Due to the lapse in appropriations, Department of Justice websites will not be regularly updated. The Department’s essential law enforcement and national security functions will continue. Please refer to the Department of Justice’s contingency plan for more information.

You are here

Justice News

Department of Justice
U.S. Attorney’s Office
District of New Mexico

Thursday, November 20, 2014

Albuquerque Woman Sentenced to Prison for Federal Wire Fraud and Identity Theft Conviction

ALBUQUERQUE – Lesa Howard, 52, of Albuquerque, N.M., was sentenced today for her conviction on federal wire fraud and aggravated identity theft charges.  Howard will serve a prison sentence of 54 months to be followed by five years of supervised release.  She also was ordered to pay $192,953.70 in restitution to Bank of America, the victim of her crimes.

Howard was arrested on Aug. 7, 2013, on a seven-count indictment charging her with two counts of wire fraud, one count of mail fraud, three counts of aggravated identity theft and one count of bank fraud.  The indictment alleged that Howard committed these crimes in Bernalillo and Valencia Counties between July 2007 and July 2009. 

According to the indictment, in July 2007, Howard unlawfully orchestrated the straw purchase of a house in Los Lunas, N.M., which she occupied for several years.  When the mortgage holder began to foreclose on the straw purchaser in Aug. 2008, Howard unlawfully orchestrated the sale of the house to a second straw purchaser, who was living in the house with her, and unlawfully pocketed proceeds due to the original straw purchaser.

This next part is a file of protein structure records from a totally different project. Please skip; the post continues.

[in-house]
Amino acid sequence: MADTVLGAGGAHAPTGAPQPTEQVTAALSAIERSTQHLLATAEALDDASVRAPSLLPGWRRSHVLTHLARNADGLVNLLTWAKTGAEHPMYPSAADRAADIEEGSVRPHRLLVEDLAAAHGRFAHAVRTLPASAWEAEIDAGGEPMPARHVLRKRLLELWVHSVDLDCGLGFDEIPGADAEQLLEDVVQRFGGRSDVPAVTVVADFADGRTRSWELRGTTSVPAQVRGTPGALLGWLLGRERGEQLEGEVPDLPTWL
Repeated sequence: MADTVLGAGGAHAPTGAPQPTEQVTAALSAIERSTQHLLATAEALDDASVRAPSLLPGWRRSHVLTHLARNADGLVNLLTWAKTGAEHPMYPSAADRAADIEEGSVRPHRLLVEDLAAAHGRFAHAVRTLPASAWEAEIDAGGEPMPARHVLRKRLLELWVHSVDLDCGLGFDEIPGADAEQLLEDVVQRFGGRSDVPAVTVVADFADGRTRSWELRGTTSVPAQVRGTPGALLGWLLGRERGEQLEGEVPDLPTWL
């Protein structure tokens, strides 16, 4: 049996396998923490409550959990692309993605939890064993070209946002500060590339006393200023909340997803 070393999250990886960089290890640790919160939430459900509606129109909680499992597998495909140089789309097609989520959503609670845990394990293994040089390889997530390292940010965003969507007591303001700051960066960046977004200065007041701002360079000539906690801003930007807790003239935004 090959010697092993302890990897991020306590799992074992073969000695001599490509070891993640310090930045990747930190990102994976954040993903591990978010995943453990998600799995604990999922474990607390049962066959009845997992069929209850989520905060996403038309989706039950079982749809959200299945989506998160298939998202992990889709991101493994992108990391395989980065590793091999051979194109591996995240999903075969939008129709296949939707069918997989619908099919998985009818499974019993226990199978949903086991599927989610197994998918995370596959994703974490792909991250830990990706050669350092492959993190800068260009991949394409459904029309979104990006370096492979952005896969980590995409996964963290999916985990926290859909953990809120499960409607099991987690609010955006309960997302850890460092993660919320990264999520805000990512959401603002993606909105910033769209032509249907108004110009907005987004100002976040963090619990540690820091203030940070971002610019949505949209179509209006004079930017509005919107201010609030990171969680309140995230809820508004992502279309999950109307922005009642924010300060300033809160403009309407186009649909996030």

Howard pled guilty on May 13, 2014, to Counts 1 and 4 of the indictment charging her with wire fraud and aggravated identity theft, respectively.  In her plea agreement, Howard admitted executing a scheme in Aug. 2008, to fraudulently induce a mortgage company to extend a $417,000 home loan for the purchase of a house in Los Lunas.  She further admitted using the personal identifiers of another person, without authorization, to obtain the loan.  Howard falsely represented that the homeowner had agreed to the sale of the house even though the homeowner had not agreed to the transaction.  Although Howard represented that she would deliver the proceeds of the transaction to the homeowner, Howard arranged for $96,471 in proceeds to be wired into a bank account she controlled.

This case was investigated by Albuquerque office of Homeland Security Investigations and was prosecuted by Assistant U.S. Attorney Jeremy Pena. 

Updated January 26, 2015